The Smyrna resident has spent the past decade in the political wilderness, a journey that included seeing the congressional district he represented for four terms get gerrymandered out from under him in one of the last gasps of the Speaker Tom Murphy era of the Georgia Legislature. It saw him move to Canton in Cherokee County in an unsuccessful attempt to hang on to that district. It included a fruitless run for president as the nominee of the Libertarian Party in 2008. And it saw the fading of his political profile.
Back in the 1990s and early 2000s Barr was a nightly — and seemingly sometimes hourly — guest on TV news and talk radio, usually arguing for gun rights, against gay marriage or for the need to impeach Bill Clinton. Recent years saw Barr’s star fade somewhat on the national scene, although to those closer to home he still has the aura of a “Congressman-in-Waiting.”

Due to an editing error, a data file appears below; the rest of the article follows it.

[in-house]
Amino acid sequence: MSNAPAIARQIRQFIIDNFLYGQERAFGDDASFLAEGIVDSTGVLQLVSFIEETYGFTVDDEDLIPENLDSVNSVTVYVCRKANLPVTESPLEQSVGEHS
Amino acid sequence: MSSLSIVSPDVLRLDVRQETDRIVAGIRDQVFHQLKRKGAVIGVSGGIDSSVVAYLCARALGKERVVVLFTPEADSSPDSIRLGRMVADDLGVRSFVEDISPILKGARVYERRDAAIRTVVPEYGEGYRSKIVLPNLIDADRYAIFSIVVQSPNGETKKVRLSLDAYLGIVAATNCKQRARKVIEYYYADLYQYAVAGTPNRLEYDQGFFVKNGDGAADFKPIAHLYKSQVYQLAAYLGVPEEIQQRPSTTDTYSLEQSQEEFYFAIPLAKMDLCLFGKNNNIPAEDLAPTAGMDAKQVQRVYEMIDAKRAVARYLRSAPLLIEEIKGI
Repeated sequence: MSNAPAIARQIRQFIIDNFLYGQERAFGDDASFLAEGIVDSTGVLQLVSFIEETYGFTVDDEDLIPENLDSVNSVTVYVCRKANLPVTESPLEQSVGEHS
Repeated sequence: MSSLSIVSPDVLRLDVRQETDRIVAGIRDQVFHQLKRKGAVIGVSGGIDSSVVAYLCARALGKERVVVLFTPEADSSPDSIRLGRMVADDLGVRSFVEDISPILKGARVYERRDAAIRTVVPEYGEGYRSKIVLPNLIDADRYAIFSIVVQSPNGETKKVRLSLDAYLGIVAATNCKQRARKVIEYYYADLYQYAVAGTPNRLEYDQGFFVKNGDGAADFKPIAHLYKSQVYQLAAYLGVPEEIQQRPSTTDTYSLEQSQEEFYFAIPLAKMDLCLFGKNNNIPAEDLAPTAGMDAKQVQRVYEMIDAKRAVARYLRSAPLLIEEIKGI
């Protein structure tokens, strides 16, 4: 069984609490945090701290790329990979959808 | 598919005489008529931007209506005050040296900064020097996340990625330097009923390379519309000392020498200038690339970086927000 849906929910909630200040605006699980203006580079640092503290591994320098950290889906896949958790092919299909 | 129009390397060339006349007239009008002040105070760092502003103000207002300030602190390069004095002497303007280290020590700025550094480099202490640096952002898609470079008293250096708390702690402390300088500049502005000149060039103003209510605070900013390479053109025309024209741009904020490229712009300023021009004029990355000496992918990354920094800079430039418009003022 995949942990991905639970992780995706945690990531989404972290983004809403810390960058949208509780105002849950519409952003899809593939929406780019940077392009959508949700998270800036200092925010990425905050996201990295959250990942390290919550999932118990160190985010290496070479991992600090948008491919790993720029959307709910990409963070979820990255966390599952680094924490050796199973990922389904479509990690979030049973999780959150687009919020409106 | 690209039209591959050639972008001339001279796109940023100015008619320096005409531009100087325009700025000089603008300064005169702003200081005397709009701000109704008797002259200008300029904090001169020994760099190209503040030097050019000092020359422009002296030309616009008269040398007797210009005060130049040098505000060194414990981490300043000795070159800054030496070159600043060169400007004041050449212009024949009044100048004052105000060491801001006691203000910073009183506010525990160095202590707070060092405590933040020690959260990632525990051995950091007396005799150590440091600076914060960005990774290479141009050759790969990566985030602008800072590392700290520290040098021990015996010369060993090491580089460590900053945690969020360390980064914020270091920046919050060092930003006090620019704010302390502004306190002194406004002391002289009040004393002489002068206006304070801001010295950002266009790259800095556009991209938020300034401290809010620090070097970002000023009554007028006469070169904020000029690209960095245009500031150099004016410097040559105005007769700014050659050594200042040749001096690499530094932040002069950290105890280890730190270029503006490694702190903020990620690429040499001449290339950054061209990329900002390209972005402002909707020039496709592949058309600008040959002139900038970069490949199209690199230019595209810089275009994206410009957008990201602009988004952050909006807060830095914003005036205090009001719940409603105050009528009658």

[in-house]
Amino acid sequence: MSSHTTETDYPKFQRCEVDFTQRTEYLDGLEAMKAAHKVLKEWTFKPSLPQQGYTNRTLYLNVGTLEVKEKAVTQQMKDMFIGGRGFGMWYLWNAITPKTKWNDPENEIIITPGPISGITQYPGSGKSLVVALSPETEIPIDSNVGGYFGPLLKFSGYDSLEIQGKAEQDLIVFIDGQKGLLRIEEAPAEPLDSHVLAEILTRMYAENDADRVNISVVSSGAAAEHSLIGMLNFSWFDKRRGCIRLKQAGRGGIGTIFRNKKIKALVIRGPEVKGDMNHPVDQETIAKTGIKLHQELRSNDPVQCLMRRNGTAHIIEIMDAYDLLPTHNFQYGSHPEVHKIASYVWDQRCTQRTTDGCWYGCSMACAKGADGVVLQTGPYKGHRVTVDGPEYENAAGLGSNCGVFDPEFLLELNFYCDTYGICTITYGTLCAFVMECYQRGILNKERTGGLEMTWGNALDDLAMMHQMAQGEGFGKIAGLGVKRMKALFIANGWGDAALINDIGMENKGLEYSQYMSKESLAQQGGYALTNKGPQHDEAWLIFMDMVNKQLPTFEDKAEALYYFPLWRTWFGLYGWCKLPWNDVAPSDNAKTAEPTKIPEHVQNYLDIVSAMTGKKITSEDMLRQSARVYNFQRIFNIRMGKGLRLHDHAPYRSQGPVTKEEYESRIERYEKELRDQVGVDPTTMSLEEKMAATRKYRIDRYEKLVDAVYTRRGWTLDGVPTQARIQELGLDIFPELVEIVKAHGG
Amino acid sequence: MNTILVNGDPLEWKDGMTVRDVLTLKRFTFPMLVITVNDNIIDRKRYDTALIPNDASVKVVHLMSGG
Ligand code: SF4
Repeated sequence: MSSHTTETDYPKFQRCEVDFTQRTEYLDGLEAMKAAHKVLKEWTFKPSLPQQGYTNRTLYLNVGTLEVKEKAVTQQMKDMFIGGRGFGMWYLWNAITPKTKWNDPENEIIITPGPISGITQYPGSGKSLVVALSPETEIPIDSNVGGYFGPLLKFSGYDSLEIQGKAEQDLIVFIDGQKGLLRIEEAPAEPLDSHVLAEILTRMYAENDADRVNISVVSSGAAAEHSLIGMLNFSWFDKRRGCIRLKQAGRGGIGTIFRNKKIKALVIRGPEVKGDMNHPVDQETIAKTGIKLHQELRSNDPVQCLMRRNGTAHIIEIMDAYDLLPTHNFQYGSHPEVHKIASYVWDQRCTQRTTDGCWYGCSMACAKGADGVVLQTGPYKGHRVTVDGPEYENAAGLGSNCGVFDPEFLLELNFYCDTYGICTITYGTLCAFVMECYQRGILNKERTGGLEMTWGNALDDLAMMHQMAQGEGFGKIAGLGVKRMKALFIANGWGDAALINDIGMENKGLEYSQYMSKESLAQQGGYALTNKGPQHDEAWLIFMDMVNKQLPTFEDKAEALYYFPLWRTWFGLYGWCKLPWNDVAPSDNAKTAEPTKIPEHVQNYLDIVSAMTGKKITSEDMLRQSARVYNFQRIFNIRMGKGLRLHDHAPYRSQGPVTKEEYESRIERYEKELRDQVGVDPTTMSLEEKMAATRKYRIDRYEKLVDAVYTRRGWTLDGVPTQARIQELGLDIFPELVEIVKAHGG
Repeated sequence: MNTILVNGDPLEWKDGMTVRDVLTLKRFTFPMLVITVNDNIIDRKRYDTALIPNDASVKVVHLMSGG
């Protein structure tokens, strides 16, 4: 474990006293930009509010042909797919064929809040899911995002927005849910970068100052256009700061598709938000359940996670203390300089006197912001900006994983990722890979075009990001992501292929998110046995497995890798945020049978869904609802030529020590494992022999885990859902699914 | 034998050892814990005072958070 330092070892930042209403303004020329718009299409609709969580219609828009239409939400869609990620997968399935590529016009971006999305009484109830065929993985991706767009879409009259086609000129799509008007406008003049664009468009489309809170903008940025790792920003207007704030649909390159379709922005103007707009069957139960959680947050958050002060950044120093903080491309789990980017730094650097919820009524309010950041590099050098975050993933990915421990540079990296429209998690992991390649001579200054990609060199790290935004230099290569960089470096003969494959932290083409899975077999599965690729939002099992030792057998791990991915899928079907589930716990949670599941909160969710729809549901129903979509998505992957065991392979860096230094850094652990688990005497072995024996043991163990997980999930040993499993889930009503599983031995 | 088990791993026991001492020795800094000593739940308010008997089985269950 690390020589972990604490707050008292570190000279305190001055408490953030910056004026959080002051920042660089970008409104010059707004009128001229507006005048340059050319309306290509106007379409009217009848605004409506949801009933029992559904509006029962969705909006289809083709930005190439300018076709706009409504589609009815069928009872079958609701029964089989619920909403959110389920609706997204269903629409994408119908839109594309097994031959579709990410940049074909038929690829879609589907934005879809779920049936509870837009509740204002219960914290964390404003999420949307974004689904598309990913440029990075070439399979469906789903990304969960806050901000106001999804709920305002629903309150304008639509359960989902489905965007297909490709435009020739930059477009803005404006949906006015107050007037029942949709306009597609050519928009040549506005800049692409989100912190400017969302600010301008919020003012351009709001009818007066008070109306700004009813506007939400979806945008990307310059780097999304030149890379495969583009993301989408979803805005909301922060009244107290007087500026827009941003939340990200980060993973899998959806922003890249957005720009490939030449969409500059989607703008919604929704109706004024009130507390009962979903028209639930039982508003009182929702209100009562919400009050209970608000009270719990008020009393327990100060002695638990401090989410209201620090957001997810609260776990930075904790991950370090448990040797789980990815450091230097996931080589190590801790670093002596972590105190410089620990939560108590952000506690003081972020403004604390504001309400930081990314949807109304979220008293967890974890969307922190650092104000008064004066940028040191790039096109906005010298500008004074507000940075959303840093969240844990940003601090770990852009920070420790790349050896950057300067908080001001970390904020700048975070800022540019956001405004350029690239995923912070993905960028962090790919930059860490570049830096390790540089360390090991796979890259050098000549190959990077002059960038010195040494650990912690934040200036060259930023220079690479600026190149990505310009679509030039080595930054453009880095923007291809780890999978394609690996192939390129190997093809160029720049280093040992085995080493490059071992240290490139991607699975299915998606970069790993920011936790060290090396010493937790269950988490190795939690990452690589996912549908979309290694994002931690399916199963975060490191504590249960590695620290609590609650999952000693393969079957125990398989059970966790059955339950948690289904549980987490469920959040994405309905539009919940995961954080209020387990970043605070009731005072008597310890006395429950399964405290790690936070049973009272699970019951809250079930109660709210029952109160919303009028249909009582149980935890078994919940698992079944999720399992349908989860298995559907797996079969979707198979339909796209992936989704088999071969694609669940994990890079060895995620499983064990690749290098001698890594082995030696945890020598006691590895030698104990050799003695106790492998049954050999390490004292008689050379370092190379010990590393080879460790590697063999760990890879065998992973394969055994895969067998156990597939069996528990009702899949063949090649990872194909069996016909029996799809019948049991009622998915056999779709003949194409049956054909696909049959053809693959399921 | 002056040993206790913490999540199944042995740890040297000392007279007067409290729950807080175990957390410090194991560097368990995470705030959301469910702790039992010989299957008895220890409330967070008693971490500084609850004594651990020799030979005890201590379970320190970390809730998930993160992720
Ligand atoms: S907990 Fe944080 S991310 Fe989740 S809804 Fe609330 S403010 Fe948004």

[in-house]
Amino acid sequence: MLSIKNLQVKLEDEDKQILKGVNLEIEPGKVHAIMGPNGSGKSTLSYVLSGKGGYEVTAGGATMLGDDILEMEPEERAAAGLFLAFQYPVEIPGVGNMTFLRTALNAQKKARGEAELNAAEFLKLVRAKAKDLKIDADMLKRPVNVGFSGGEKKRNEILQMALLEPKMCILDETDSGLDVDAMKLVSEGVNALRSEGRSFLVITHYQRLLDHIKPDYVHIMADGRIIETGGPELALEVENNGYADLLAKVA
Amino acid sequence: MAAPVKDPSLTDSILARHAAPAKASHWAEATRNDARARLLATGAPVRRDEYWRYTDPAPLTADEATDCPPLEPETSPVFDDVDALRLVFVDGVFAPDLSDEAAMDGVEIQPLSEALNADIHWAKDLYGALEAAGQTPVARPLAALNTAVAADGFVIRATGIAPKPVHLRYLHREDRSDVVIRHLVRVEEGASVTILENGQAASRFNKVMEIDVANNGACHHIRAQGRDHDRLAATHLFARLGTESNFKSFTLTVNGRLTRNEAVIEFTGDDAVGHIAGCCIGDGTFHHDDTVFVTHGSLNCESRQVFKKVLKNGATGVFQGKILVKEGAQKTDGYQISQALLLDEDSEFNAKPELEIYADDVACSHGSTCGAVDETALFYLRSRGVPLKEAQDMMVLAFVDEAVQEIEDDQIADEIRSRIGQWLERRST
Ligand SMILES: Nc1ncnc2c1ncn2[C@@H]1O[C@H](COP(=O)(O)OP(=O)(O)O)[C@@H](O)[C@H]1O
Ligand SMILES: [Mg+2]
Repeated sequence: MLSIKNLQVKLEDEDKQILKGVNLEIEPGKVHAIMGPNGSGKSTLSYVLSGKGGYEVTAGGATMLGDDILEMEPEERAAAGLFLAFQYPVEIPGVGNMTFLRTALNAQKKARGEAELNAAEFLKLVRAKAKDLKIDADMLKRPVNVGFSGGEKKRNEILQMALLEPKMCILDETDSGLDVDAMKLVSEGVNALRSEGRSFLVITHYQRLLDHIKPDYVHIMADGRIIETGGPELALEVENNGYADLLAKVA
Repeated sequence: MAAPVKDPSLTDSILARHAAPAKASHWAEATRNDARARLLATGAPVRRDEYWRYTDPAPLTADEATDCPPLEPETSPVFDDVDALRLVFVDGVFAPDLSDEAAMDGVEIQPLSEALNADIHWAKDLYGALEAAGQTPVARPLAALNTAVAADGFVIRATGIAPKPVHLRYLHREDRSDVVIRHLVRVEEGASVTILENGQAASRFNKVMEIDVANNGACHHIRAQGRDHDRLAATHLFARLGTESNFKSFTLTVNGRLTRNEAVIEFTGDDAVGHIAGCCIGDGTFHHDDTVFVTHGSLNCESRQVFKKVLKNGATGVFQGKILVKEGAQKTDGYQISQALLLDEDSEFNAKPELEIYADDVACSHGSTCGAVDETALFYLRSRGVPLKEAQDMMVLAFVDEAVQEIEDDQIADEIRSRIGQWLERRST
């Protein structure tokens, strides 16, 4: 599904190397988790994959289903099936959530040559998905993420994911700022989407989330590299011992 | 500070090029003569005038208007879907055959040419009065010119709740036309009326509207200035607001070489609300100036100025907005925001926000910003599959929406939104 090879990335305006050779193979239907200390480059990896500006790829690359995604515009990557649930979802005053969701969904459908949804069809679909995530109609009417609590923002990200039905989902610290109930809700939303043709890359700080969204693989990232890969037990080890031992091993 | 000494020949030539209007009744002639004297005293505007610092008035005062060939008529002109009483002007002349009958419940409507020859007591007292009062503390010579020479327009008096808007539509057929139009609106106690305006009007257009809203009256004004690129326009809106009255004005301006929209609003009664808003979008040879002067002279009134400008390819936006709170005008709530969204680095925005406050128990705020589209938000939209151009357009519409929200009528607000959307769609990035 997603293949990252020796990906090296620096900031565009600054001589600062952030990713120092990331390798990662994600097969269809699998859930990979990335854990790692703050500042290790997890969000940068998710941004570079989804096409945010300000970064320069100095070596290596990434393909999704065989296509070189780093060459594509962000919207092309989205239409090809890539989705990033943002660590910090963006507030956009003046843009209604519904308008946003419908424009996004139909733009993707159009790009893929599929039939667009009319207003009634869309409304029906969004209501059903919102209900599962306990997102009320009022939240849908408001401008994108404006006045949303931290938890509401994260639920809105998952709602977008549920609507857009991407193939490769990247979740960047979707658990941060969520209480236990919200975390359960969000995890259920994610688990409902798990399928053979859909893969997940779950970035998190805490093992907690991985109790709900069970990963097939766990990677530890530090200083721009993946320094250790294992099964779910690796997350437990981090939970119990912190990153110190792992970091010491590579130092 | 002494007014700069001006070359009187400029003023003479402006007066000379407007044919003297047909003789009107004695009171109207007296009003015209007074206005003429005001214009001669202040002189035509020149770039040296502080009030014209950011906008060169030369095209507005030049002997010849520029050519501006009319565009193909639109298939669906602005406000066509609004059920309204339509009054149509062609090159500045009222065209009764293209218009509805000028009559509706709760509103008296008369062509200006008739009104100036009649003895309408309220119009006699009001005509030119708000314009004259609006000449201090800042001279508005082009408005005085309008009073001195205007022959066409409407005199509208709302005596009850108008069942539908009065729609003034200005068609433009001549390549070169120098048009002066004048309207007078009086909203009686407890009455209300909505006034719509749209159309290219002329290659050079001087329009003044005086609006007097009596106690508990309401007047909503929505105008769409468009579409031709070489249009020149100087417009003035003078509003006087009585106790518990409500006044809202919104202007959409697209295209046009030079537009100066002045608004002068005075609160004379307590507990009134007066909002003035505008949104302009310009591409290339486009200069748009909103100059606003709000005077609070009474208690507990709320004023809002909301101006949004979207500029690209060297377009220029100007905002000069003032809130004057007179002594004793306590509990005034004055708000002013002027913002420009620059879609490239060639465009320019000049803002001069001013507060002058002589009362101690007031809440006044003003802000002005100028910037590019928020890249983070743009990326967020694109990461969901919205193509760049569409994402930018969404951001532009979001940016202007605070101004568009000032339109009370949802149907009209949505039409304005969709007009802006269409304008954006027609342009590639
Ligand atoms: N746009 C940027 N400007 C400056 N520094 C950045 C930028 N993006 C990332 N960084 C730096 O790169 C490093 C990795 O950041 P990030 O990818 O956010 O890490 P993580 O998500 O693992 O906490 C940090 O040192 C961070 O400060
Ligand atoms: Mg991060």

BUT BARR is now perfectly poised to regain that lost stature, having been the first candidate to throw his hat in the ring to succeed U.S. Rep. Phil Gingrey (R-Marietta), who announced on Wednesday that he would run next year to succeed retiring U.S. Sen. Saxby Chambliss (R-Ga.). Barr waited just minutes after Gingrey’s official announcement to send out a press release trumpeting a press conference of his own for the next day.
Why the rush? Barr obviously was trying to scare off any other Republicans thinking of running for Gingrey’s 11th District seat.
SO WHO ELSE might run for Gingrey’s seat? State House Majority Whip Ed Lindsey (R-Buckhead) said late this week that he will decide whether to do so within two weeks. A problem for Lindsey is the fact that only 10 percent of 11th District voters are on his side of the ’Hooch. But on the other hand, his Buckhead precincts are the wealthiest in the 11th, which can’t hurt when it comes to fundraising.